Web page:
You’ve probably heard and read about ergonomics before. How many of us really pay attention to the best ways to make sure we are working in a comfortable space–and in the best body position–to keep you from straining your neck, getting headaches, etc.?
How many of us? Not enough.
People who stare at technology all day long are at high risk of being diagnosed with a musculoskeletal disorder. MSDs impact your body from the inside out. Sure, your lower back hurts but do you know that you are feeling pain because your muscles, blood vessels, tendons, nerves and ligaments are all impacted when you sit in the wrong position for too long.
By the way, you don’t have to be sitting to get MSDs. Staring down at your phone all day can cause severe neck and shoulder injury. If your job is to move around all day long–perhaps you are a nurse or a teacher–failing to wear the right shoes can cause serious foot, ankle, leg and lower back strain.
We can talk all day about the injuries employees get when they are not taking steps to protect their bodies, but this is not the time for talk. Take action by making sure your workspace is set up for YOU. If that means getting a different chair, or raising your monitor up higher, trying an ergonomic keyboard or putting a stool under your feet so your lower back is supported – do it!
According to the Athlete Desk, “Anyone who lifts, strains, reaches, pushes, or works in difficult body postures in a repetitive way is likely to be at risk for an MSD. Here are a few examples of MSDs:”
- Shoulder or rotator cuff injury
- Carpal tunnel
- Lower back injuries and muscle strains
- Trigger finger (stenosing tenosynovitis)
- Elbow injuries
It’s Time for a Workspace Makeover
The Mayo Clinic says there are several “office ergonomics” fixes that can be easily done in workspace in an attempt to ward off MSDs.
Keep Things Within Reach
Whether you have a spacious workplace or a tiny cubby, there are certain items you use all the time. These might include your phone, paperclips, garbage can or a particular cabinet. Make sure you can easily reach the items you use often within arm’s length. Don’t strain yourself reaching for the stapler! If you can’t have something within easy reach, stand up and walk over to access them.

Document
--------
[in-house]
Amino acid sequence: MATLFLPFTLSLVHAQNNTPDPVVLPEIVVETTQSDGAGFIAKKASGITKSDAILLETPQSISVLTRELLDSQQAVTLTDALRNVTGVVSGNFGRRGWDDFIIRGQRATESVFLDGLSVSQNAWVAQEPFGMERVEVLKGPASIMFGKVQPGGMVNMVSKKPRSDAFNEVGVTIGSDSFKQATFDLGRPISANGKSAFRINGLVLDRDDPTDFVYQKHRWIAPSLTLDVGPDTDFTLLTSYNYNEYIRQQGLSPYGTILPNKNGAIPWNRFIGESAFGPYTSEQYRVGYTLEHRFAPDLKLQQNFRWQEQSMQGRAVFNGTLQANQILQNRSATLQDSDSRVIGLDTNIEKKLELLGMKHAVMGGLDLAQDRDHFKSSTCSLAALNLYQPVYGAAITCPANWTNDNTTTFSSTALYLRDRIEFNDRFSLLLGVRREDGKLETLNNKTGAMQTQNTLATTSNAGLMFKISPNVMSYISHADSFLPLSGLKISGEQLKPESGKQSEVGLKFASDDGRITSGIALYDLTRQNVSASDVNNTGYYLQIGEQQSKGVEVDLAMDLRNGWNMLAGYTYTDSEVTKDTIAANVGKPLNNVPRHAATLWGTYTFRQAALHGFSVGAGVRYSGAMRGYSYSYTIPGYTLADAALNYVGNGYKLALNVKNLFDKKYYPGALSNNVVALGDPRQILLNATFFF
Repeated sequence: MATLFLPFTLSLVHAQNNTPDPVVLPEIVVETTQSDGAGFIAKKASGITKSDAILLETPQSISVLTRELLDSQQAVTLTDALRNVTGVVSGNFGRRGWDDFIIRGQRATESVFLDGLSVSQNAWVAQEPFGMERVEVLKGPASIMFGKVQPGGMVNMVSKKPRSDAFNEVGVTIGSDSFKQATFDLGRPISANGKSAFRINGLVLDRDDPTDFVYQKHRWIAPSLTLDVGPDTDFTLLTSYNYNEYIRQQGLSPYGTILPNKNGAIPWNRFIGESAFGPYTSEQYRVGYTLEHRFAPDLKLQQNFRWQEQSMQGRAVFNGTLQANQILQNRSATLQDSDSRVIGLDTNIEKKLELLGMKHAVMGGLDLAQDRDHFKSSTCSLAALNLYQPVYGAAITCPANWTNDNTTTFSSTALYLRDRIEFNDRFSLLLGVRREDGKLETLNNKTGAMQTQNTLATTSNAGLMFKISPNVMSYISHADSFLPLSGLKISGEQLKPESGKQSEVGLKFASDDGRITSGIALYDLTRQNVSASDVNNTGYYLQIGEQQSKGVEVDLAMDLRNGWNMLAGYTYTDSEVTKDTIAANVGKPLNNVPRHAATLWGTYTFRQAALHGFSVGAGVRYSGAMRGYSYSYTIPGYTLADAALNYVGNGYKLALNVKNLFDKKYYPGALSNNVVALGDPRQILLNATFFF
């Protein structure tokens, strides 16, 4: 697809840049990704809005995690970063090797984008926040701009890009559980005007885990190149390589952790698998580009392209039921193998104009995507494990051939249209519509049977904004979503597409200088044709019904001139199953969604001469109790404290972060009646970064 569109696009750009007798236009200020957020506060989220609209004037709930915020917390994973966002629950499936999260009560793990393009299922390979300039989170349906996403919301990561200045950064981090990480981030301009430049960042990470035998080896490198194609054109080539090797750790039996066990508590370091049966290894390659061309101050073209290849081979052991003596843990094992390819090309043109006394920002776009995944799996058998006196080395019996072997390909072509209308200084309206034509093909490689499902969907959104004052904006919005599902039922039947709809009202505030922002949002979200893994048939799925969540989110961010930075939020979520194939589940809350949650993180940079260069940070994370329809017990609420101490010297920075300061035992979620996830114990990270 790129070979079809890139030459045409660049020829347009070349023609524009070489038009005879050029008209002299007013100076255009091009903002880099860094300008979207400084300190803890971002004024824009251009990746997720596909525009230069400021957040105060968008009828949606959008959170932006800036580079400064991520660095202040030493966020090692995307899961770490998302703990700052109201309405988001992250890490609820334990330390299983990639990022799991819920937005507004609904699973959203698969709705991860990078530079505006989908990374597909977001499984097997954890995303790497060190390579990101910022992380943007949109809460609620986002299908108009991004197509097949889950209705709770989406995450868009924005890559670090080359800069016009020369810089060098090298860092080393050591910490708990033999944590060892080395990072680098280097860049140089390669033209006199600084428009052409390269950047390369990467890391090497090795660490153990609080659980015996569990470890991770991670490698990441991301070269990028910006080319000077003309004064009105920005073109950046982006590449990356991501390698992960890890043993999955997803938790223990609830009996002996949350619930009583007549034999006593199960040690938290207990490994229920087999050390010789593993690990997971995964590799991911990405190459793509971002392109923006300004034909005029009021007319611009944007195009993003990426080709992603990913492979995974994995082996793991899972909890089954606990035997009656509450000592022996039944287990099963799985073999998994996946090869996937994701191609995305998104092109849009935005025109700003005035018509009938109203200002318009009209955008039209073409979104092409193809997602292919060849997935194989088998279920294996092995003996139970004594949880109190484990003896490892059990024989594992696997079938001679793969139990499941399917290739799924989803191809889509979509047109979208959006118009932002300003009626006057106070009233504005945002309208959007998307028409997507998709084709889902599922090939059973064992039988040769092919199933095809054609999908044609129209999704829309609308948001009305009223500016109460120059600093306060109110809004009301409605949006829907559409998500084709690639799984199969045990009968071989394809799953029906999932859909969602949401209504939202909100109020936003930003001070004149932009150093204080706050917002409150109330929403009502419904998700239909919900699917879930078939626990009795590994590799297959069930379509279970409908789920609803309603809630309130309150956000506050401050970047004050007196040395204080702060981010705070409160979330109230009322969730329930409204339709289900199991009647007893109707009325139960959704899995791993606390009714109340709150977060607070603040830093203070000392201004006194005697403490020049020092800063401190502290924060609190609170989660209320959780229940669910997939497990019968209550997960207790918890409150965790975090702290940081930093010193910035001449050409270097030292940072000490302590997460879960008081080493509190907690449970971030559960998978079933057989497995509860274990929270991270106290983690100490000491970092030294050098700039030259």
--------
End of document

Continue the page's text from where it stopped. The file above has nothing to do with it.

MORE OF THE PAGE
A quick note about your phone: whether you use your cell phone for business or you have an old fashioned desk phone AND you type or write a lot while using the phone, use a headset, earpods or put the phone on speaker (if you have a private space) so you aren’t trying to cradle the phone between your chin and neck. Doing this “cradling” trick is sure to be a pain in the neck sooner rather than later.
Unless you are sharing a space with others, it’s important to think about your work desk chair the way you would your bed. YOU need to be able to sit comfortably and safely in it. Therefore, raise or lower, tip forward or back, adjust the arm rests–do what’s necessary to allow you to sit with your feet on the floor and thighs parallel to the floor. The chair must support your back. It should feel good to sit down in your chair. For extra support, get a lumbar back cushion.
Speaking of keeping your feet flat on the floor, another option is to place a footrest or small stool under your feet. If you can’t lower or raise your chair or desk, a footrest will give your legs and back the support you need.
You want to be able to sit at the desk comfortably. Make sure there is enough room for your legs (this isn’t an airplane-you don’t have to crunch yourself into a tight space.) If you are tall and can’t fit under the desk comfortably, raise the desk! You can even use blocks to raise it if the desk itself is not adjustable. Also, don’t forget about your footrest! If you need it, make space for it. You may also want to try a stand-up desk that gives you the option to sit or stand throughout the day.
Ah, now we get to some of the most important things you use whenever you are at work. Who among us can get away without using a computer monitor, keyboard and maybe a mouse?
Keyboard and Mouse
“Place your mouse within easy reach and on the same surface as your keyboard,” the Mayo Clinic advises. “While typing or using your mouse, keep your wrists straight, your upper arms close to your body, and your hands at or slightly below the level of your elbows. Use keyboard shortcuts to reduce extended mouse use. If possible, adjust the sensitivity of the mouse so you can use a light touch to operate it. Alternate the hand you use to operate the mouse by moving the mouse to the other side of your keyboard.”
Ideally, you want to place the monitor an arm’s length in front of you. You want the top of the screen to be slightly below or at eye level. If you are using a laptop and this distance disturbs your ability to ergonomically reach your keyboard, consider getting a full sized keyboard and plugging it into the laptop.
It’s important to make sure that all of the items you use–especially your technology–are placed directly in front of you so you have easy, comfortable access to it.
Remember, this is your personal space and you need it to be designed to accommodate your body. If necessary, speak to your manager or HR about getting you a new desk or other items that will reinforce an ergonomic setup. Your neck and back will thank you!